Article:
WINNEBAGO, Neb., Jan. 24, 2024 /PRNewswire/ — A new study on American Indian economic and social change describes a growing middle class on the rural Winnebago Reservation in Nebraska, despite Great Plains tribes being among poorest in the nation.
The Winnebago Tribe’s progress also eclipses the middle classes of Nebraska, Iowa and South Dakota, largely because of the Tribe’s self-determined economic development through a federal contracting program for minority and disadvantaged businesses.
“The Winnebago Tribe has significantly improved its members’ lives in a generation, and is taking control of its future,” said Lance Morgan, CEO of Ho-Chunk, Inc., the Tribe’s economic development entity. “What is happening today begins to realize the visions of Tribal leaders going back generations. But there is still much work to do. We need to bring up our entire community.”
- The median income of Native Americans on the Winnebago Reservation grew 78% from 1990-2022, while Nebraska’s median for all people grew 16%.
- The number of middle-class households on the reservation more than doubled in that time, far outpacing the United States, the tri-state region and other Great Plains tribes.
- The proportion of Native Americans living in poverty dropped from about half to a third, but remained three times higher than the United States, Nebraska, Iowa and South Dakota.
The Winnebago Tribe started Ho-Chunk, Inc. in 1994 to help its people by creating jobs and diversifying the Tribe’s revenue after competition decimated its modest casino. Today, most of the company’s 1,700 employees work in federal government contracting at locations across the country and abroad through the U.S. Small Business Administration’s 8(a) Business Development Program.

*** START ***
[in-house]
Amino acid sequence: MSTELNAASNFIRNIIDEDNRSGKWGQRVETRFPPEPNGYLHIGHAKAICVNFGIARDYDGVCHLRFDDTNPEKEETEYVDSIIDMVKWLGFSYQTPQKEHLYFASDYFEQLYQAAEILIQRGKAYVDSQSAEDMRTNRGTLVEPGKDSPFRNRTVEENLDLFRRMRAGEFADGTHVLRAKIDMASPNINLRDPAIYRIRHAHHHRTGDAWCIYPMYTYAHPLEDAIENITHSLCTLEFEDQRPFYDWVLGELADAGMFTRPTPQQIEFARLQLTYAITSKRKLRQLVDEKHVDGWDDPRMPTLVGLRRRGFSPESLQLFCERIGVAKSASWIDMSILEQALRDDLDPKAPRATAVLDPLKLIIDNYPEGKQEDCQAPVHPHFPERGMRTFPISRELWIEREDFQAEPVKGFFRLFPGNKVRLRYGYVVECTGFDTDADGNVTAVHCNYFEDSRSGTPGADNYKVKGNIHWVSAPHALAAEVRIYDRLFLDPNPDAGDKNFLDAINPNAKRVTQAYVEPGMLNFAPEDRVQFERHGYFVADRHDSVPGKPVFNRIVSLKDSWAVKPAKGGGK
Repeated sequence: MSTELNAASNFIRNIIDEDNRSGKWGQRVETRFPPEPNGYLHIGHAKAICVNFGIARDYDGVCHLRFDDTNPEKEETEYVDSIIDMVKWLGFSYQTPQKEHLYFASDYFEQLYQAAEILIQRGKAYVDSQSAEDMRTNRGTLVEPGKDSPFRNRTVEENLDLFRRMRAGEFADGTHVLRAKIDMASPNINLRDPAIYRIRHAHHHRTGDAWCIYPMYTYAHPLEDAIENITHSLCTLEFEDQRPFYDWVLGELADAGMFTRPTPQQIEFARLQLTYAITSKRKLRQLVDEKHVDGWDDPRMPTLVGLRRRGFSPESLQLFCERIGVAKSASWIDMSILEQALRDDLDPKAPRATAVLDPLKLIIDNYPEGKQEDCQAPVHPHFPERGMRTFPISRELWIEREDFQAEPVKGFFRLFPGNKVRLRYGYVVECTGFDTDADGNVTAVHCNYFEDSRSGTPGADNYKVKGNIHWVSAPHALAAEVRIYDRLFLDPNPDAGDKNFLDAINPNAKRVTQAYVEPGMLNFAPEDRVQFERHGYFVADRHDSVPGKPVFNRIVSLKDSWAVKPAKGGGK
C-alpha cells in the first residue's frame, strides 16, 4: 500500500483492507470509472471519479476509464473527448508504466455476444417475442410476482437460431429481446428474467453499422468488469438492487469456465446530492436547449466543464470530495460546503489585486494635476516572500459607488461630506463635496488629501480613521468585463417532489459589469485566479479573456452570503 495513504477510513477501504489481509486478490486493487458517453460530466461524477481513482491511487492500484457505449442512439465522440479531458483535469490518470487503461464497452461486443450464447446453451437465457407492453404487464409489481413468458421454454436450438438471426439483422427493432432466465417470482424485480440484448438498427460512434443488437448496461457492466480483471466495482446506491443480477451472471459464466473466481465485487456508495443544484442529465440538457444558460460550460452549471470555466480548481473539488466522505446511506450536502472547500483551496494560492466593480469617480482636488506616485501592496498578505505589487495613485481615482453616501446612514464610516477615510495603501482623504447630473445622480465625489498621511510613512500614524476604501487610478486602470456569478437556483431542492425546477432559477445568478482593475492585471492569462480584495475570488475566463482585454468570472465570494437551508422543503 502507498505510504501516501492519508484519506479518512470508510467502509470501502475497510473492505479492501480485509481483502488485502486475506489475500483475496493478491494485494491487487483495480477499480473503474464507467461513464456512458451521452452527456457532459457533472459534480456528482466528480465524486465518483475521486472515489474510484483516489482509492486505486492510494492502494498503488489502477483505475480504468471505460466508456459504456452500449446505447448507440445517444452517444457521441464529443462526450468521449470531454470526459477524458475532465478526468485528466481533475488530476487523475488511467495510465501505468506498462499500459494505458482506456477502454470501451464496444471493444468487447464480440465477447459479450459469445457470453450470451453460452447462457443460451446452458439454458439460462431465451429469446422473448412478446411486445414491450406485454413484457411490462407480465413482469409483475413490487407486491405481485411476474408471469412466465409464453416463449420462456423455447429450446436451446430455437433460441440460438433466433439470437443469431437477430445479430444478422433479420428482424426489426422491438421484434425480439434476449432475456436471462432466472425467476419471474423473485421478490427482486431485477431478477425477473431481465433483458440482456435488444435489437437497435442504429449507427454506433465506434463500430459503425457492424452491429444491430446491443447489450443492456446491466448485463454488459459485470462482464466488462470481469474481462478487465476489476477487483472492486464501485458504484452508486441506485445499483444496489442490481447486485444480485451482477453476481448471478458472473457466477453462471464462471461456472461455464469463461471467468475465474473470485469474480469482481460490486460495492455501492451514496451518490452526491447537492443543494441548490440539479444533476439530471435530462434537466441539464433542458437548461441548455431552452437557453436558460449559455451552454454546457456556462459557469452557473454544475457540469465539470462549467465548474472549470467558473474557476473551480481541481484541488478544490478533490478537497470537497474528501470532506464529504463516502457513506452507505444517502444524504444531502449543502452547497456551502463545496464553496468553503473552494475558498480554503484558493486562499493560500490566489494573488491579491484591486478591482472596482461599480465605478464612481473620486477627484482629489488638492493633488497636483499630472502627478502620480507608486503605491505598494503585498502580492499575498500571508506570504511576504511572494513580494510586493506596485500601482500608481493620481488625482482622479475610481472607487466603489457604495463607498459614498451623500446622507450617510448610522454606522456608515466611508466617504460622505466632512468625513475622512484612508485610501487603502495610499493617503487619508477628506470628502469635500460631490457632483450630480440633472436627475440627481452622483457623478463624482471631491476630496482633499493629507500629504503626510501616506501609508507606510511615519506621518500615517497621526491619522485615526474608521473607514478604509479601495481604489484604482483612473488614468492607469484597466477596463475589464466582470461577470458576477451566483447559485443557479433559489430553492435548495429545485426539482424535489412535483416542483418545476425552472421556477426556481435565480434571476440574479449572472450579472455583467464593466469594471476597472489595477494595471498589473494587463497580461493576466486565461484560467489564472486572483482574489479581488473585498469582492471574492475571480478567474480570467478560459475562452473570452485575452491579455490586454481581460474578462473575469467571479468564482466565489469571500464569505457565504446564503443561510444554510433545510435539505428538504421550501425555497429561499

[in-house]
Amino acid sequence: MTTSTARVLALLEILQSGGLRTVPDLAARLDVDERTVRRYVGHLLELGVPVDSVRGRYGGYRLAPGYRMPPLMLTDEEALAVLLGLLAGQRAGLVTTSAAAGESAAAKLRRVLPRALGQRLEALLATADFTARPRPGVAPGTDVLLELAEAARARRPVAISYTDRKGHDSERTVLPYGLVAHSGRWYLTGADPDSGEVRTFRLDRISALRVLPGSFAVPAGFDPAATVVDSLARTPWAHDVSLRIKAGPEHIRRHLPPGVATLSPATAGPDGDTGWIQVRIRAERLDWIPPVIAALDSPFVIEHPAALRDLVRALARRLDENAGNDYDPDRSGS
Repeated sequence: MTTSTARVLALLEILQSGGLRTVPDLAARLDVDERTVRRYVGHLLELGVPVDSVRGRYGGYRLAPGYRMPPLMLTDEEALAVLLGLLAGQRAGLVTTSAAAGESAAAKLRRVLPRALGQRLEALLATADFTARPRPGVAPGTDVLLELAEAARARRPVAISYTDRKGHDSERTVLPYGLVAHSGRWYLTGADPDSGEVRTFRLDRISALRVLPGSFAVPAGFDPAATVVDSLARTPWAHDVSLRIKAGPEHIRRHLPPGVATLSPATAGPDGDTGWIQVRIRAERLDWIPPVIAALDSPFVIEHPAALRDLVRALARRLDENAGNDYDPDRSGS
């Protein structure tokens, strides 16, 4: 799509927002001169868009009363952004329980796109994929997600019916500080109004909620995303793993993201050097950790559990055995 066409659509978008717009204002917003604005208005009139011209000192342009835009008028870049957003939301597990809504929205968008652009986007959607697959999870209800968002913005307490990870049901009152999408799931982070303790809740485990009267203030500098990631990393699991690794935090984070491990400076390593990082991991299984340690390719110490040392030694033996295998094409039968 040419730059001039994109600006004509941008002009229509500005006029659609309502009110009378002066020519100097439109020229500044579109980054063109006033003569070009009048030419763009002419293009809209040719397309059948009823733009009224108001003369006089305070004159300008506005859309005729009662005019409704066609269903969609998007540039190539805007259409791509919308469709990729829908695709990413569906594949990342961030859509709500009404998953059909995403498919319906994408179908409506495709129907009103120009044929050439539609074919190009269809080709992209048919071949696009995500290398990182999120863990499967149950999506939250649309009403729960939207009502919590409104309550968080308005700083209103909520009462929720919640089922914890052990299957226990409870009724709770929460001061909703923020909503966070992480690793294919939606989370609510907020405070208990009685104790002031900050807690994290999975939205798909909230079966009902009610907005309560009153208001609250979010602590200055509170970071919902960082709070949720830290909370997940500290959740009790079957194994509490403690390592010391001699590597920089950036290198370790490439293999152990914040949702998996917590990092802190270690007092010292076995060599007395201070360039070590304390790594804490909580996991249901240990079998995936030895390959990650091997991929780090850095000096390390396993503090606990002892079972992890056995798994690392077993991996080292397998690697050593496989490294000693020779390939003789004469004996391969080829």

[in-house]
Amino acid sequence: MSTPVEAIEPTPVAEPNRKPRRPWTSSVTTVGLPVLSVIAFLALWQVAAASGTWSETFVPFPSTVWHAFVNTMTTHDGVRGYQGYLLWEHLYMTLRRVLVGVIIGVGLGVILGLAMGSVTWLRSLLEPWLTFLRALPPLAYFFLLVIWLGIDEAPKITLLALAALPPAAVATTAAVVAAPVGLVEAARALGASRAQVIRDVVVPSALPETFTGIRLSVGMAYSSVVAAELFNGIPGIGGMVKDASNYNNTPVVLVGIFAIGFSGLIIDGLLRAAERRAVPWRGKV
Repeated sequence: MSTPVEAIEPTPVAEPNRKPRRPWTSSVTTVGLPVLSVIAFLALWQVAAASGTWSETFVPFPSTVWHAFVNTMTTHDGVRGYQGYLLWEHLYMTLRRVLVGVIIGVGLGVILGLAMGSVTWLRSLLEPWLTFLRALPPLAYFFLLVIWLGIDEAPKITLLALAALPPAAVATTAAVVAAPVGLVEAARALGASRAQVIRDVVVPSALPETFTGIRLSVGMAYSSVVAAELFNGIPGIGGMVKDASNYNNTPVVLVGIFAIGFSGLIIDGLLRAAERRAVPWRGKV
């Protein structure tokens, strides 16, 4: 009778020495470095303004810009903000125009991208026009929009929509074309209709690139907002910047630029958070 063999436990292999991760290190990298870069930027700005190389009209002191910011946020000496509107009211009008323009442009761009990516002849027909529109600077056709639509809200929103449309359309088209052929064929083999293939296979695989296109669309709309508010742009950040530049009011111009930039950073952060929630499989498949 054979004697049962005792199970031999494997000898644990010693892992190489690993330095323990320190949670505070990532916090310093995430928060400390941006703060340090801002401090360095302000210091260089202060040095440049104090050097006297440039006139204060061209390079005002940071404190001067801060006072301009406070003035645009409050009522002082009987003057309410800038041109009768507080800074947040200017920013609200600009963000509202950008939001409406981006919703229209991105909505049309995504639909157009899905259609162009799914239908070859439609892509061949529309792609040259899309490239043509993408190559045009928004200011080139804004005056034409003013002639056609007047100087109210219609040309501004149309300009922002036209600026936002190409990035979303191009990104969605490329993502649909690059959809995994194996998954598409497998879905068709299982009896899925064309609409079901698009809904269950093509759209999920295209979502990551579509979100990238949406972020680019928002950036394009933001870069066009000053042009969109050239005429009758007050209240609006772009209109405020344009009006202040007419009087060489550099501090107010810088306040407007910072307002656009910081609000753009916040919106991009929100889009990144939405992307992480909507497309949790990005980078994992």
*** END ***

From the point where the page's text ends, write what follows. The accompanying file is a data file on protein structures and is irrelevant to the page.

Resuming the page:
“It’s critical tribes can self-determine their economic futures through the SBA 8(a) Program,” said Heath Rist, CEO of All Native Group, the company’s federal services division. “Ho-Chunk, Inc. has grown into a reputable, award-winning prime contractor and is a notable success story.”
Federal contracting is vital to the Winnebago and other tribes because of unfulfilled federal Indian trust responsibilities. Despite the federal government not fully utilizing the 8(a) Program, the Winnebago Tribe has developed an economy and middle class on its small reservation by focusing on housing, employment, youth, education and elders.
The award-winning approach has been recognized five times by the Harvard Kennedy School’s Project on Indigenous Governance and Development.
“You could consider it a multi-front war against poverty and brain drain,” said Jonathan Taylor, an economist who studies Native American communities and authored the analysis. The study was sponsored by Ho-Chunk, Inc. and has been released publicly (https://bit.ly/48OKQov).